is by Gareth Porter on Consortium News. It starts as follows:
Even more damning evidence has come to light undermining The
New York Times‘ assertion in September that Russia used social media to
steal the 2016 election for Donald Trump.
for I did not know most of the above. Then again, I agree
Gareth Porter for a long time, and indeed have been saying that
Russians did try some hacking, but that it very probably was pretty
last month that Russian Facebook posts reached nearly as many
Americans as actually voted in the 2016 election exaggerated the
significance of those numbers by a factor of hundreds of millions, as
revealed by further evidence from Facebook’s own Congressional
further research into an earlier Consortium News article
shows that a relatively paltry 80,000 posts from the private Russian
company Internet Research Agency (IRA) were engulfed in literally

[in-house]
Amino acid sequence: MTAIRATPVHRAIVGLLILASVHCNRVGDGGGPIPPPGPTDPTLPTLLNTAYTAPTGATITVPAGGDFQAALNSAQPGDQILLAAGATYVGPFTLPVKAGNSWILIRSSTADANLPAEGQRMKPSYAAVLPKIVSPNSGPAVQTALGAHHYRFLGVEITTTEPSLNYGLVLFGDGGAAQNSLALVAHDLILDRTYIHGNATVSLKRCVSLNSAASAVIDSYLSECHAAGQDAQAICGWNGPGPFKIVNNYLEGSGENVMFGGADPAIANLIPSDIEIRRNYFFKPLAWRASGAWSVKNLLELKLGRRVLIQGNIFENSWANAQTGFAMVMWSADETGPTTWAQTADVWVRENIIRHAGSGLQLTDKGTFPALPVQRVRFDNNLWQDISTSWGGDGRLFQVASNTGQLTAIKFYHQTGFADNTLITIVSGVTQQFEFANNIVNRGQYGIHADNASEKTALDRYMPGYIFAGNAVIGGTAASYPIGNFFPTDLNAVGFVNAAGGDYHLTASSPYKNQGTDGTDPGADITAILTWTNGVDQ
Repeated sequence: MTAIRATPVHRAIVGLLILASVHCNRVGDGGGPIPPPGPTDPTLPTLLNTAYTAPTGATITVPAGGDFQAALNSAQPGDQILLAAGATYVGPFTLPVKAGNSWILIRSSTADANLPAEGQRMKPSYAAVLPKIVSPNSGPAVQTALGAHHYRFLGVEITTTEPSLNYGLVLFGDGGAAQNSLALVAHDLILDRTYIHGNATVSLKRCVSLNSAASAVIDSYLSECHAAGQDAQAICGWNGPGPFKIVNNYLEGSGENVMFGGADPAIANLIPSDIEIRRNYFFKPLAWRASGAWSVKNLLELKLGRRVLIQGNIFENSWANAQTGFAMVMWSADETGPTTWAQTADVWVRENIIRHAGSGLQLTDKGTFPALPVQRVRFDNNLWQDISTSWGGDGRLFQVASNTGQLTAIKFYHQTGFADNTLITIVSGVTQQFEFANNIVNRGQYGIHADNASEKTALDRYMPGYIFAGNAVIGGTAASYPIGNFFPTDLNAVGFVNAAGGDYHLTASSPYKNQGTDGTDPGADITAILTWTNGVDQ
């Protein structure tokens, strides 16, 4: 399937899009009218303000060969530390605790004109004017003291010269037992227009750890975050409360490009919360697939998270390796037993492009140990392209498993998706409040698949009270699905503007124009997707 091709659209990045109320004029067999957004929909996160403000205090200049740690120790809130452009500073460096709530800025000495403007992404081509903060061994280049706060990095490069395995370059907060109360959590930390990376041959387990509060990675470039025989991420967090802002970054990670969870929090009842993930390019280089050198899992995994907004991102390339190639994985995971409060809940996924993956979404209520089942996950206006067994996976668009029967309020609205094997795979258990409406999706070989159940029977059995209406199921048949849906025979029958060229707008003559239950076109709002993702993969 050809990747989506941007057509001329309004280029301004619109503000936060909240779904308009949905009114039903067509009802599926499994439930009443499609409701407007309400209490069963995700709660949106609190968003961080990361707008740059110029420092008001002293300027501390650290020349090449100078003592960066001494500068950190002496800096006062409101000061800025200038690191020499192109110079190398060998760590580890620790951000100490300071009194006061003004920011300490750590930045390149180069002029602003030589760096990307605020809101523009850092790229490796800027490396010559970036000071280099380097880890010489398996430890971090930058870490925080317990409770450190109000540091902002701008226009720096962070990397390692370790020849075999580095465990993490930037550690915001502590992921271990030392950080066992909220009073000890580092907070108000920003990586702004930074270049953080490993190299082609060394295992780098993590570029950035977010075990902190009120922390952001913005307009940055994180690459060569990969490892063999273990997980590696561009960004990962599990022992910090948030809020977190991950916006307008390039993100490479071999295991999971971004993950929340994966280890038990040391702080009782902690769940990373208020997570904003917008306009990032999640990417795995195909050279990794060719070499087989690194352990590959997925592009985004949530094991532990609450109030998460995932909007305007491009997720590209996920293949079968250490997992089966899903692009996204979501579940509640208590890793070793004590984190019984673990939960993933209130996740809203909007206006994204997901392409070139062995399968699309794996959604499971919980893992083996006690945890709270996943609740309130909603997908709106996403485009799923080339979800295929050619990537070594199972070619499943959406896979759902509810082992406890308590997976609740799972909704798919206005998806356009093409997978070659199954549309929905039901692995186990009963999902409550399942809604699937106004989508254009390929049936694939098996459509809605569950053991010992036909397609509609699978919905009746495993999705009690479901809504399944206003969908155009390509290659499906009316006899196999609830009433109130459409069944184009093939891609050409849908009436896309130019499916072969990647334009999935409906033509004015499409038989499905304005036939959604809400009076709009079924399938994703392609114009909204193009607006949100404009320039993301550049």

trillions of posts on Facebook over a two-year period before and after
the 2016 vote.
was supposed to have thrown the election, according to the paper of
record. In its 10,000-word article
on Sept. 20, the Times reported that 126 million out of 137 million
American voters were exposed to social media posts on Facebook from IRA
that somehow had a hand in delivering Trump the presidency.
This article supports this, and if you want to read more about my
opinions, try the indexes from 2016
onwards with "Russian Hacking" and "Russia-gate".
Here is more:
The newspaper failed to tell their readers that Facebook
account holders in the United States had been “served” 33 trillion